Bootup Labs Founder: “I Made Mistakes. I Was Wrong”

Danny Sullivan Robinson, the co-founder of venture fund and startup incubator Bootup Labs, has apologized publicly for the failure of the company’s Y Combinator-style startup camp, which fell apart last week after the fund failed to raise enough money to back all of the startups it had accepted into the program. The story came to light when one of the entrepreneurs who had sold his belongings and moved across the country to join the Bootup Labs project in Vancouver, British Columbia was told his company could not be funded, and wrote a blog post calling out the venture fund for making promises to entrepreneurs that it couldn’t keep.
In a blog post of his own, Sullivan Robinson admits that would-be startup founder Jamie Martin was right, that Bootup Labs didn’t have the money to fund his and several other companies when they were accepted into the program. “This was my gravest of errors and seems pretty obvious now,” he writes. “I sincerely apologize to the founders who were affected by this. It will not happen again.” He also admits that he and the rest of the Bootup Labs team made some serious mistakes, including:

  • Getting defensive: “I should have done a better job responding to Jamie’s concerns on this blog. At the time, I felt everything we have worked for was being questioned, and I got defensive and it made things worse. Jamie didn’t do anything wrong, and I apologize to him in particular.”
  • Failure to disclose: “I should have announced the downsizing of the cohort as soon as it happened. We actually tried to hide it, hoping that people wouldn’t notice and it would just go away. That was a big mistake that I should have known wouldn’t work.”
  • Leaving startups hanging: “I should have done a better job listening to the personal concerns of the founders who were cut. If I had thought more about that, I would have worked harder to help them in other ways.”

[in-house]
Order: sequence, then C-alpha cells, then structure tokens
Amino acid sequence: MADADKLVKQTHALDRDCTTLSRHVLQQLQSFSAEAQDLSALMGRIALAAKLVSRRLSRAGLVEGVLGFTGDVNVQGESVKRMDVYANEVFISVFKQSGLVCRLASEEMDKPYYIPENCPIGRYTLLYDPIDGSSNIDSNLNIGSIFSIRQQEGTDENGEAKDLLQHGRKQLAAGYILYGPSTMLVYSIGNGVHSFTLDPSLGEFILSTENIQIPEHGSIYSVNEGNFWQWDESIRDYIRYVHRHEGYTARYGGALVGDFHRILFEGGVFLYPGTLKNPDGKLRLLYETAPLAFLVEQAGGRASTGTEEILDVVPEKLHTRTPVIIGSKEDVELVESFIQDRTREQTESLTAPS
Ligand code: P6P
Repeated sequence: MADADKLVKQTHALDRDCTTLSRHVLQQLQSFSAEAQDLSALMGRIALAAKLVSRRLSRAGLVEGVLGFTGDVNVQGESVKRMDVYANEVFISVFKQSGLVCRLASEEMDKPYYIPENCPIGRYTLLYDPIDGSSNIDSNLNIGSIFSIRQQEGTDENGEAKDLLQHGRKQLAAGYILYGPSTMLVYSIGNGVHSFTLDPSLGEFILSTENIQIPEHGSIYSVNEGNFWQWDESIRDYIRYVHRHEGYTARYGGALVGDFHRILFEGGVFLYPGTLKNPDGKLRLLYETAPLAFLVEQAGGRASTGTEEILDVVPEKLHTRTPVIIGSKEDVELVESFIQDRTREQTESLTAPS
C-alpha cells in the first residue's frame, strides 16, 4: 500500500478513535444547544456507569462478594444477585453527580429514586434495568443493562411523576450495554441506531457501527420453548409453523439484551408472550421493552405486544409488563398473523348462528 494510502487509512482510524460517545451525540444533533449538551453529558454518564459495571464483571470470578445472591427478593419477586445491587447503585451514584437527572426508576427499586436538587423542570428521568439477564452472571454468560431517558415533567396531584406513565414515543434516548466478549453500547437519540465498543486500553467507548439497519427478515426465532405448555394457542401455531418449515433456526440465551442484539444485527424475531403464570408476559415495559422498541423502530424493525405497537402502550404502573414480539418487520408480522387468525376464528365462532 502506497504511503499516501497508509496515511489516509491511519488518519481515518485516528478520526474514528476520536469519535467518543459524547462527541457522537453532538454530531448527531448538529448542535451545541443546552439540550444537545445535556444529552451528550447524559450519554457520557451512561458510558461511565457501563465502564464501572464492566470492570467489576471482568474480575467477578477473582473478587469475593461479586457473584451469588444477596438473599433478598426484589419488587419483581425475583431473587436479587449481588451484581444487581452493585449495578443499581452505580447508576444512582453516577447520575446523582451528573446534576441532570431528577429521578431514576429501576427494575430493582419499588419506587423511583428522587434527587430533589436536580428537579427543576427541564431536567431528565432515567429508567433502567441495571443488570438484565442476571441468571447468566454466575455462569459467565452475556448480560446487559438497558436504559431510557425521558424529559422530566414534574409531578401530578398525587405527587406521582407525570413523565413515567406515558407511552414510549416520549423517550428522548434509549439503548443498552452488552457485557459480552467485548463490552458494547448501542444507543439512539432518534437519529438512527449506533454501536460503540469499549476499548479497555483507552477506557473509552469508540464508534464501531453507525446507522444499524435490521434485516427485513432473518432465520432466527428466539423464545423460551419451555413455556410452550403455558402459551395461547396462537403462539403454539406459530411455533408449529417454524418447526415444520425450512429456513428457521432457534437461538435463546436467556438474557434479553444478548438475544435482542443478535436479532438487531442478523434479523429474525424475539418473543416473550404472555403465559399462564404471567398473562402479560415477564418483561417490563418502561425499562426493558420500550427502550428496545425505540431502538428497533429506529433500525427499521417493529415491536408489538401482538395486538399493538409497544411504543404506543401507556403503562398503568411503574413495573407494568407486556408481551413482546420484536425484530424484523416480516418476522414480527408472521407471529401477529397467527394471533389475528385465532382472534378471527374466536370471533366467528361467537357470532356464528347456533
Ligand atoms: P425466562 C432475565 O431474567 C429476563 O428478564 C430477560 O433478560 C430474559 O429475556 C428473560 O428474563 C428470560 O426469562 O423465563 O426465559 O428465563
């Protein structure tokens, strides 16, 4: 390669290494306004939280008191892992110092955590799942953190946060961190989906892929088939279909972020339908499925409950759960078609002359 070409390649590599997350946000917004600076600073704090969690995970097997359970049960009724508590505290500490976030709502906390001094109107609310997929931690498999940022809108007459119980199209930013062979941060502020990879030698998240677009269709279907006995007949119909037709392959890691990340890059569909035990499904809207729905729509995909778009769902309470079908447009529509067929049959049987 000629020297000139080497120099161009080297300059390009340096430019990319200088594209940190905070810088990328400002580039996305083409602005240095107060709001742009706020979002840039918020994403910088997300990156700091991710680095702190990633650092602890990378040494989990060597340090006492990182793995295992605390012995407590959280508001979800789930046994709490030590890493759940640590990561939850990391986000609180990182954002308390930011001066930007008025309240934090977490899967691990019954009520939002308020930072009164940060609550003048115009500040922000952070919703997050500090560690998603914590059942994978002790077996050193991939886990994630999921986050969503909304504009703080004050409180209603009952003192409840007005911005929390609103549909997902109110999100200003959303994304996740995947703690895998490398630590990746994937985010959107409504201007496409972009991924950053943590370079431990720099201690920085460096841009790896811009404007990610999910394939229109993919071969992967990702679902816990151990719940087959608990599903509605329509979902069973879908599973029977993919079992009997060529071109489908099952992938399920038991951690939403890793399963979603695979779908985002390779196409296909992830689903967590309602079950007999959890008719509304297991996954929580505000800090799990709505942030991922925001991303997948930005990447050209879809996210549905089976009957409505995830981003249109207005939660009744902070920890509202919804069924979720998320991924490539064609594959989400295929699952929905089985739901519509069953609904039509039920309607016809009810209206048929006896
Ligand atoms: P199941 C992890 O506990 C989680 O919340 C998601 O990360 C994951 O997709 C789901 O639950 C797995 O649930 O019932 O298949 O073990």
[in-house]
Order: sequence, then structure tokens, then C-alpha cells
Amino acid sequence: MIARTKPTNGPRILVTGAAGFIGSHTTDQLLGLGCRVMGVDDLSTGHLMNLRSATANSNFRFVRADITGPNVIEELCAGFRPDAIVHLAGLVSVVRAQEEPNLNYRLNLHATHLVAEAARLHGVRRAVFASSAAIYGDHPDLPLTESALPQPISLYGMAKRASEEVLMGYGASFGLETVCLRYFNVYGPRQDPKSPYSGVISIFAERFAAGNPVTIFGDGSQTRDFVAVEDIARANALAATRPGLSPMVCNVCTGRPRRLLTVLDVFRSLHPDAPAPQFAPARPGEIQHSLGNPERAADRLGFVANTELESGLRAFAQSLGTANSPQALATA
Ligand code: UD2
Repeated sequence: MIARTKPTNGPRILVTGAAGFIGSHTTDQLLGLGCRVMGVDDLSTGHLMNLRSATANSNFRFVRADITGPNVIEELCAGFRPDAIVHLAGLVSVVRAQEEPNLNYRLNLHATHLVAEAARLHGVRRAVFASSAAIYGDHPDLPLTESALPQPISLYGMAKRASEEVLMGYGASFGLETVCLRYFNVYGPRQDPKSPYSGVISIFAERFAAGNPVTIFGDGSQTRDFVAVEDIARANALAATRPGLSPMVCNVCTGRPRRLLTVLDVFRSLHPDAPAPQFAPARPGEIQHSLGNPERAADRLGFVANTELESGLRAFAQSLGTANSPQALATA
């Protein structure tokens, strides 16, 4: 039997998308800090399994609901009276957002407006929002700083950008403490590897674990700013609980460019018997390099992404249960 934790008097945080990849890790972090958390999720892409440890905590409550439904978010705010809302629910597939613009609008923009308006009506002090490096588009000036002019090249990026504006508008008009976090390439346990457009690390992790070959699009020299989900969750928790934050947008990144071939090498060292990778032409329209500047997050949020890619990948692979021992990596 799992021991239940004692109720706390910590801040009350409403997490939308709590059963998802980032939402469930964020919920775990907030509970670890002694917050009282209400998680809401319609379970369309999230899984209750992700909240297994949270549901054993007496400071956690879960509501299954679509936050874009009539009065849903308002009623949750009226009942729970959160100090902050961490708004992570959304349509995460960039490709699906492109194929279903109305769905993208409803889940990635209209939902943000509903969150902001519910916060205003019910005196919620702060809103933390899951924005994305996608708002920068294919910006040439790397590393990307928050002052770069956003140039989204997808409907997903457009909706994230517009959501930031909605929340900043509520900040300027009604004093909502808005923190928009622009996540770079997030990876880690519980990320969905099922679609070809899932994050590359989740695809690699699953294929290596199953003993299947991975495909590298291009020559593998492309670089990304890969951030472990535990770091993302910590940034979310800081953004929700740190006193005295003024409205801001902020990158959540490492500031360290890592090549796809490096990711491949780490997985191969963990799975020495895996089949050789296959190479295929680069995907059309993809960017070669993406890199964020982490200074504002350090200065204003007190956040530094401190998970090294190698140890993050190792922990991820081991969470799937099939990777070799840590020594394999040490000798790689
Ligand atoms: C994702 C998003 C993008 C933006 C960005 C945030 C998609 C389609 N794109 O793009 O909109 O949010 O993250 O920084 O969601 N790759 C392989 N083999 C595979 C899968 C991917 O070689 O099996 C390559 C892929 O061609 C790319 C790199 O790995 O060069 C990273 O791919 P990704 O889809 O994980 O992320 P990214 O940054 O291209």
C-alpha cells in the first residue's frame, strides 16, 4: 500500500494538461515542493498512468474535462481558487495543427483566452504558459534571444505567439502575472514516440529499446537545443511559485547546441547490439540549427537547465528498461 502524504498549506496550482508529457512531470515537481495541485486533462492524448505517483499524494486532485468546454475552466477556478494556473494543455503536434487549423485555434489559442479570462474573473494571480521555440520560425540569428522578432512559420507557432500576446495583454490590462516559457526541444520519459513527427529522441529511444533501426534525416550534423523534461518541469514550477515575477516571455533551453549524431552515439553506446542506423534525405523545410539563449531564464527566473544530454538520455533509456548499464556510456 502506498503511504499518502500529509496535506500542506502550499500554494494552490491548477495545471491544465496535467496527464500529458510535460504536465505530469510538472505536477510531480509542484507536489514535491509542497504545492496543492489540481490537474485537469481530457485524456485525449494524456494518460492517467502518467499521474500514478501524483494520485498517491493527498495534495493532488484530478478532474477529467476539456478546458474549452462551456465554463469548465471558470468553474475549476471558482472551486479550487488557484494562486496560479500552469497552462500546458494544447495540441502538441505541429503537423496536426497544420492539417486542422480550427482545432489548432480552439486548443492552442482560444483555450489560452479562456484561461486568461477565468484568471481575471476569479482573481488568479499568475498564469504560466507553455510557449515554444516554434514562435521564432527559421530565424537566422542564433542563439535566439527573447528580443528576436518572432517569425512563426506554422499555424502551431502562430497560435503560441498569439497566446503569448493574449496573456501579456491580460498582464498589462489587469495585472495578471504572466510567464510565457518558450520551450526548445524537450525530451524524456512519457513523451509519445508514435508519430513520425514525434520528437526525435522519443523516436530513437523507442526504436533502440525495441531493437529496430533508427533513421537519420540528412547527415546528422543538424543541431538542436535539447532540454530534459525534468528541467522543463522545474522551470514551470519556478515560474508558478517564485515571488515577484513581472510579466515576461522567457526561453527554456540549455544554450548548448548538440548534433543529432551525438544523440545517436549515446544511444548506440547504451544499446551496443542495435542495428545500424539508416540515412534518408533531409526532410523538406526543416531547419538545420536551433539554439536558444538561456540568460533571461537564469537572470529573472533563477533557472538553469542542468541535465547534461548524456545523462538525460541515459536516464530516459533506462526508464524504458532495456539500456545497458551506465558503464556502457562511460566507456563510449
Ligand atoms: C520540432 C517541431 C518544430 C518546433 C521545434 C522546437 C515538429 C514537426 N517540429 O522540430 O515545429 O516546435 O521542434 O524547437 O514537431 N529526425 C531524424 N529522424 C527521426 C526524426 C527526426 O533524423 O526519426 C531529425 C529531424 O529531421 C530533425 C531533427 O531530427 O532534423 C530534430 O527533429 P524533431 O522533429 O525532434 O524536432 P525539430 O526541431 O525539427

The Bootup Labs co-founder adds that he feels a “stronger and better Bootup Labs 2.0 is emerging” from the wreckage of the entrepreneurship program, and that to help prevent any further such incidents, “new controls have already been instated at the board level with addition of [venture investor] Boris Wertz, and more announcements are coming soon.” He says he hopes that the startup community will give him the chance to “work hard to earn your trust and respect back.” Wertz’s addition and financing from venture fund Growthworks were announced shortly after last week’s blowup.
Some of the comments from users on Hacker News, where the link to his post was shared, show just how far he and the Vancouver venture fund have to go in order to do that. One asks: “Why is this guy any more trustworthy today after issuing an artfully written apology, that was clearly crafted by a PR professional skilled in crisis management communications? Startups, do yourself a big favour and steer clear of this underfunded, unprofessional slow motion train wreck.” Another writes: “Bootup Lab’s reputation has still been badly damaged. An entrepreneur’s commitment and sacrifice to their business is very serious and they took a very nonchalant approach to handling this situation.”

Post and thumbnail photos courtesy of Flickr user Autumn Bliss